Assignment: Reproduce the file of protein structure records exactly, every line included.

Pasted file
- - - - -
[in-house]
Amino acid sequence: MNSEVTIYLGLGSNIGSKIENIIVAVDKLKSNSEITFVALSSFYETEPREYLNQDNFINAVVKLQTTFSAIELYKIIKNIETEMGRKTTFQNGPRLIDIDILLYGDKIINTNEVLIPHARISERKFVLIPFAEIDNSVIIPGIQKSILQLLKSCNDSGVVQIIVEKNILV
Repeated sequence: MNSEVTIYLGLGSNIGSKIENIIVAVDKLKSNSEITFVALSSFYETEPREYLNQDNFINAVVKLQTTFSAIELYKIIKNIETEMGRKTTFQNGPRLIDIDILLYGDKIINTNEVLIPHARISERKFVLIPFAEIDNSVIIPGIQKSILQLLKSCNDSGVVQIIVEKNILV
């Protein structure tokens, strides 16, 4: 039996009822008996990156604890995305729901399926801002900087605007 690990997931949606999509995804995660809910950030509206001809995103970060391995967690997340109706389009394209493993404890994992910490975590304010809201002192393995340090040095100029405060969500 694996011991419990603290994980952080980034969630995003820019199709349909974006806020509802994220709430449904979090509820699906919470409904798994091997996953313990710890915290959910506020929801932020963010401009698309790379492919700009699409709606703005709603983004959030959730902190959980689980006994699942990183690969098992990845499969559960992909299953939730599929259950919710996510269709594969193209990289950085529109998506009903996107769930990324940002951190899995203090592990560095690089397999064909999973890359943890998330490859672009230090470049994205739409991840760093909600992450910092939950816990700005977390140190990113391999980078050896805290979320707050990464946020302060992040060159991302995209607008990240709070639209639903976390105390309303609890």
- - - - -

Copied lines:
[in-house]
Amino acid sequence: MNSEVTIYLGLGSNIGSKIENIIVAVDKLKSNSEITFVALSSFYETEPREYLNQDNFINAVVKLQTTFSAIELYKIIKNIETEMGRKTTFQNGPRLIDIDILLYGDKIINTNEVLIPHARISERKFVLIPFAEIDNSVIIPGIQKSILQLLKSCNDSGVVQIIVEKNILV
Repeated sequence: MNSEVTIYLGLGSNIGSKIENIIVAVDKLKSNSEITFVALSSFYETEPREYLNQDNFINAVVKLQTTFSAIELYKIIKNIETEMGRKTTFQNGPRLIDIDILLYGDKIINTNEVLIPHARISERKFVLIPFAEIDNSVIIPGIQKSILQLLKSCNDSGVVQIIVEKNILV
């Protein structure tokens, strides 16, 4: 039996009822008996990156604890995305729901399926801002900087605007 690990997931949606999509995804995660809910950030509206001809995103970060391995967690997340109706389009394209493993404890994992910490975590304010809201002192393995340090040095100029405060969500 694996011991419990603290994980952080980034969630995003820019199709349909974006806020509802994220709430449904979090509820699906919470409904798994091997996953313990710890915290959910506020929801932020963010401009698309790379492919700009699409709606703005709603983004959030959730902190959980689980006994699942990183690969098992990845499969559960992909299953939730599929259950919710996510269709594969193209990289950085529109998506009903996107769930990324940002951190899995203090592990560095690089397999064909999973890359943890998330490859672009230090470049994205739409991840760093909600992450910092939950816990700005977390140190990113391999980078050896805290979320707050990464946020302060992040060159991302995209607008990240709070639209639903976390105390309303609890």